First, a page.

Saturday, July 26, 2014

Do Dogs Get Jealous: Jealousy in Dogs is Supported By Scientific Proof

do dogs get jealous
 Dog Jealousy - Dog Jealous of New Dog and other dog and Dog Jealous of Baby
Often times people ask me "do dogs get jealous" and at time they even complain that about dog jealous of baby or dog jealous of other dog and so on...

Is your dog jealous of baby or a new dog or does he exhibit jealousy when you pay your lavish attention to pets? If so, then it's quite natural - jealousy in dogs is deeply hardwired in their psychology. Anyone who is an owner of several dogs knows that dogs get jealous at certain things and in certain situations, and is an obvious part of their emotions. Even Charles Dawin (English naturalist, geologist and contributor to evolutionary theory) observed that dogs really exhibit jealousy.

However, dog jealousy has now been proven through a study on canine behavior. The experiment on 36 dogs was carried out by scientists at the University of California, led by psychology professor Christine Harris - the first scientific confirmation of dog jealousy. 36 dogs had been put into an experimentation to monitor their reactions when they were ignored by their owners.Professor Harris and the team gave the dog owners three distinctive activities: Either reading book aloud OR paying lavish attention to an unknown object (a Halloween bucket) OR petting and talking to a toy dog that could electronically moved and barked. Lead professor and psychologist Christine Harris observed that the dogs did not exhibit much responsiveness to their owners act of reading books aloud, while showed irritation to their owners on loving the toy dogs. According to Harris even 40% of the dogs that were put into experimentation even showed jealous behavior, finding their owners talking to the plastic Halloween pumpkin. The finding related to jealousy in dogs suggested that dog jealousy is one of the basic instincts in them to respond irritatingly on the feeling of a rival being paid more attention. Harris opined that this is something that might help psychologists understand human jealousy more efficiently. Harris told the Washington Post: “It suggests to me that some of our ideas about the nature of jealousy, like that it requires complex cognition, are incorrect”. However, other scientists have stated that the dogs in the study might not been jealous, but they were probably showing natural responsiveness when their owners handled a creature much like them.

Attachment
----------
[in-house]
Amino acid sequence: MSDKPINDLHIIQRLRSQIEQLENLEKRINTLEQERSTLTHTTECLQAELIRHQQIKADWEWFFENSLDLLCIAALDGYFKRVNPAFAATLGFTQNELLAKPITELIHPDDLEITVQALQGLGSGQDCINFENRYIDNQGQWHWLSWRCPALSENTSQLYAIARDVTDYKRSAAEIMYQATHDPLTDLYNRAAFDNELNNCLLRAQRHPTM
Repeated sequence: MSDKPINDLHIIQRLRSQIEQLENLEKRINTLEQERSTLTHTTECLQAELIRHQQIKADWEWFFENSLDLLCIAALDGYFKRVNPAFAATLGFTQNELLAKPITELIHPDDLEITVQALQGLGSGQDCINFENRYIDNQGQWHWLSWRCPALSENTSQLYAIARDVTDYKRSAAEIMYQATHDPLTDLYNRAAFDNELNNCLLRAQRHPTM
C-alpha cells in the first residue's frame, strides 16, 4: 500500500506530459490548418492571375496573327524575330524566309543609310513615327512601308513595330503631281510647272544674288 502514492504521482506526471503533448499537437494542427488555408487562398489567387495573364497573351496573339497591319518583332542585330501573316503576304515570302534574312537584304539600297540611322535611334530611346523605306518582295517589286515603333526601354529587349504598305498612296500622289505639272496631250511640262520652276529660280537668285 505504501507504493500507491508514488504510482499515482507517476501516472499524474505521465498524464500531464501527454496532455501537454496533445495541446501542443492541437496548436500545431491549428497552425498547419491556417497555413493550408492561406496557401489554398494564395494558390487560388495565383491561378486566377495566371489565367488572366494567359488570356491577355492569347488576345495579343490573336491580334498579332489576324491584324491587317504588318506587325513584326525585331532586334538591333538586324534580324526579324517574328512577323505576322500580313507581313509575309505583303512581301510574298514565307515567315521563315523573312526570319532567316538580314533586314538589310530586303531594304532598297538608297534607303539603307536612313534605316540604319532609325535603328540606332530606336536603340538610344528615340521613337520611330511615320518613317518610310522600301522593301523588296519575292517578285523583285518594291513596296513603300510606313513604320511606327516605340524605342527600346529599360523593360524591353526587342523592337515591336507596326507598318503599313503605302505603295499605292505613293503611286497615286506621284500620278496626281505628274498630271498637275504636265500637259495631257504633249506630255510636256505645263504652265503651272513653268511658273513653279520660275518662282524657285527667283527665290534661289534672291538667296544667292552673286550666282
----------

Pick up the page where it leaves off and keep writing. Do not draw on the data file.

However, studying jealousy in dogs is a very new domain in the field of dog behavior science and needs to ascertain the probable reasons of a dog jealous of new dog, a dog jealous of other dog or any other pet in the society and a dog jealous of baby. Lead professor Harris said that the findings of their studies challenge the ideas that "jealousy is a social construction of human beings", and showed that animals, besides human beings exhibit strong distress on something as a seeming rival gets more attention of their loved ones. The dogs, as a distress-elicited behavior, exhibits reaction and tend to break up the connection between their loved ones (owners or other human pack members) and a seeming rival. In the study almost one/third of the dogs tested

Just under a third of the dogs attempted to get between their owner and the toy dogs showing all-out effort to win back the attention of their beloved masters. Around a quarter quarter of them who were tested tried to snap at the other dog - toy that could artificially move and bark, and finally one of the dogs showed similar behavior when their owners paid attention on the bucket and book.
This study published in the journal Plos One, and it suggest that dogs really do get jealous. However, this isn't something that dog lovers do not know, but something that had no scientific proof as a support - probably the first scientific confirmation of the behaviour - jealousy in dogs.

However, according to canine behaviorist Ceasar Milan "dogs are not jealous". While addressing dog jealousy within a pack he said that dogs are not jealous.

My personal view: I think dogs have an innate tendency to claim his/ her own things, of which his owner's attention is one worth mentioning. Among the other things that a dog claims are territory, toy, and position in the pack, and while claiming but not winning a clash occurs, which is viewed by us as a result of jealousy and we call the subject a "Jealous dog". A dog jealous of baby or a new dog is result of claiming the position by a dog that used to get full attention and importance, but is devoid of those things now.

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